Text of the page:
Men want more family time !

By Majed Iqbal- Men are increasingly yearning for a better work-life balance and want their partners to share the role of breadwinner so they can spend more time with their children, according to a survey published today. Male Magazine FHM commissioned a study, questioning 2,000 men around the UK with an average age of 30 about their views on Work life, equality and family.

Surprisingly, findings showed that men feel women have now changed their minds and want to go back to old roles. Half of men with a baby or young children say their partner “now wants him to earn enough so she can be a full-time mother”, while 38% say their partner wants them to earn enough to allow her to work part-time.

Another study, published yesterday by the government’s digital information and advice service Directgov, found that almost a third of UK parents feel their greatest stress is not spending enough time with their children.

The studies conducted highlight an attempt to understand the pressures being faced in modern British Society in tackling changing gender roles, achievement of both career goals and fulfillment, and a happy family life.

In a society modelled on commercial gain and the principles of benefit, both men and women are viewed as an economic product. The value of a person rests upon how much can be sucked out of each individual to generate wealth regardless of their gender.

It is therefore understandable why the Labour Government introduced a ”National Childcare Strategy” in 1998 to provide thousands more child care places that would provide the mothers a place to leave their children while they pursued their careers, providing financial benefits such as the working families tax credit to make childcare more affordable.
his in itself creates problems expressed in the survey where 40% of those with children aged seven to nine, could not reconcile Britain’s long hours working culture with family responsibilities, affecting both fathers and mothers equally.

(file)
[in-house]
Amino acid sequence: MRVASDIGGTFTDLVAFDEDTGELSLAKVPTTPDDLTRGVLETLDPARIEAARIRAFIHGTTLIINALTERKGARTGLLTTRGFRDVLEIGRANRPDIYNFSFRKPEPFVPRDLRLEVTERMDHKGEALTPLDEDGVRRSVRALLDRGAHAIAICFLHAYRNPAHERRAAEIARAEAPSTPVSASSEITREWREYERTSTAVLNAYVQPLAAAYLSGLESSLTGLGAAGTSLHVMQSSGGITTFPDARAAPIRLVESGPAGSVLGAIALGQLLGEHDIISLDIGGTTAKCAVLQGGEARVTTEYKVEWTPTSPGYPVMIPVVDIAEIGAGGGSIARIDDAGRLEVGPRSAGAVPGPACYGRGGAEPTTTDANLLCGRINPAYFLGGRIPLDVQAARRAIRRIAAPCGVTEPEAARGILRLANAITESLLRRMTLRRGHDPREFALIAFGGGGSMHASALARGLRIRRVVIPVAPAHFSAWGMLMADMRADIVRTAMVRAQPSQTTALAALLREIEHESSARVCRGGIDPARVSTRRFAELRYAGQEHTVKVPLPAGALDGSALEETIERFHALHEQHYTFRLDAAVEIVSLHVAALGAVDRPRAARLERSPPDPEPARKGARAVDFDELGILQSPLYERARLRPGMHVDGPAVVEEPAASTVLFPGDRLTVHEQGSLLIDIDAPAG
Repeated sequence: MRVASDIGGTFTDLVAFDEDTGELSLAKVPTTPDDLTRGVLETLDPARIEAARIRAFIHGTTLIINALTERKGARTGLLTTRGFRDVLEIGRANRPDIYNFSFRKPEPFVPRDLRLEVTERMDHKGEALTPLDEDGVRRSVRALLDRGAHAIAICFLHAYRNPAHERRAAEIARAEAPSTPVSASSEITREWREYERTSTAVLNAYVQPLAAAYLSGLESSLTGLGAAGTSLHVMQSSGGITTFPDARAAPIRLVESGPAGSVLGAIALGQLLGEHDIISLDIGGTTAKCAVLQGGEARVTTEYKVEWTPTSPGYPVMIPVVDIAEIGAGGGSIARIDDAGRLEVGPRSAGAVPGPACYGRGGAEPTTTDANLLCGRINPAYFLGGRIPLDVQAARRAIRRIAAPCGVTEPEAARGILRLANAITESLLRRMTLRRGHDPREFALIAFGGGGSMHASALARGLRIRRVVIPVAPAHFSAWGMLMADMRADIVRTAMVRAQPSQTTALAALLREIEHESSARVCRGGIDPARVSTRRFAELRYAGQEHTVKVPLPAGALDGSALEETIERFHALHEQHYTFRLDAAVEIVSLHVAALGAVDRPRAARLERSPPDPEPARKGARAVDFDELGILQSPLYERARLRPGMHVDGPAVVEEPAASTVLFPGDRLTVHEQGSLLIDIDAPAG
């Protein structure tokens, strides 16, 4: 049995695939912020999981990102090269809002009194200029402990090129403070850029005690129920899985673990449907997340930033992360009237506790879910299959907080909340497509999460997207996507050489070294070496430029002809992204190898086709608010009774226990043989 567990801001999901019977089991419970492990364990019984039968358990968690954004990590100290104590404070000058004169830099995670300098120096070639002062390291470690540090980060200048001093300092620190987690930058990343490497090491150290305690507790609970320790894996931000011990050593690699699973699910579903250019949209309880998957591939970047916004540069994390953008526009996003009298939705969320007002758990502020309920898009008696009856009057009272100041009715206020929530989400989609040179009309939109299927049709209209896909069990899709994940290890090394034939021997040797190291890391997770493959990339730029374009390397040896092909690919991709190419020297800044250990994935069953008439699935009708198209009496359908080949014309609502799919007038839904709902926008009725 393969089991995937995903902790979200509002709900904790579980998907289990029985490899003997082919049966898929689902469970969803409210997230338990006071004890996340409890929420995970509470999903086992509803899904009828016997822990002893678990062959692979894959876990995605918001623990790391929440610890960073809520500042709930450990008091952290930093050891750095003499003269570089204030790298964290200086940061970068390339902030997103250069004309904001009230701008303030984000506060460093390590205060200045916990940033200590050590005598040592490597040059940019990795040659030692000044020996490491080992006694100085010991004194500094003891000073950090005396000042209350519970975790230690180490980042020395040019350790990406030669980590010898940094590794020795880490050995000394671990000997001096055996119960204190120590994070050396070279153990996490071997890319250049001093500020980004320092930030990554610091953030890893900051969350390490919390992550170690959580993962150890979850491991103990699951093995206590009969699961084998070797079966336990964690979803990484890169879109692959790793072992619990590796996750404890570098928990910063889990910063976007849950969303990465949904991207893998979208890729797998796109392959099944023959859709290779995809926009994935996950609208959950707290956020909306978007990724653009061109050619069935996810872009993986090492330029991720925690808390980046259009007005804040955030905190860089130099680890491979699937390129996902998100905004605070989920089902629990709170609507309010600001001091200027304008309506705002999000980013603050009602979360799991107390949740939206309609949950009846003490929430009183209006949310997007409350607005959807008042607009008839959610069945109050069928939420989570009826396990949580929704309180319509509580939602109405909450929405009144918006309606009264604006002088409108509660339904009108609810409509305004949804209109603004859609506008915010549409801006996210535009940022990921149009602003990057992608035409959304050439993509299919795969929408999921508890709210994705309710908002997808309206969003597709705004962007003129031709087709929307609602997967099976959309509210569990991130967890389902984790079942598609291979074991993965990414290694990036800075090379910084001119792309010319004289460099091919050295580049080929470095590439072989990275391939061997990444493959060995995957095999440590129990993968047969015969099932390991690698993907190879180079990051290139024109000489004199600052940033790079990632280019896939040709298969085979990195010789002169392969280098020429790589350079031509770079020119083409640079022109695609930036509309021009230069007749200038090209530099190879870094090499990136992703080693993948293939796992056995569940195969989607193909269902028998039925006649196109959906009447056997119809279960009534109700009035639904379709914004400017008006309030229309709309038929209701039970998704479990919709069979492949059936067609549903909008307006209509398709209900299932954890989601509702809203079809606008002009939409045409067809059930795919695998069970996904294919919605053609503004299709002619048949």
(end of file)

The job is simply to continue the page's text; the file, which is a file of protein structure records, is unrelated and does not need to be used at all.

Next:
The juggling of responsibilities for males and females has resulted in a number of problems within western societies. It has caused a strain on marriages and increased divorce due to the limited time the husband and wife spend with one another and with their children.

Even after 30 years of championing equality, women’s rights, shared responsibility in the UK only 4% of judges are women, 11% are managers, and 2% of FTSE 100 directors are women.

In a book by Lisa Belkin called ”Life’s Work: Confessions of an Unbalanced Mom”, she writes, ”Not a one of us seems to be able to give 100% of themselves to their job and 100% of themselves to their family, and 100% of themselves to taking care of themselves”.

Such ideals, values and visions are harmful for society and individuals and should in no way be a standard for Muslims. Islam provides its own solutions which create vibrant family structures, a source of happiness and tranquillity, and a bright future for children.

It is high time that the host population and government consider deliberating over Islamic ideals rather than continuing to force the Muslim community to integrate with a set of values which has been damaging to its own social fabric.

Allah (swt) says: ”And wish not the things in which Allah has made some of you excel others. For man is allotted from what they have earned, (and likewise) from the woman there is allotted from what they have earned” [An-Nisa: 32].


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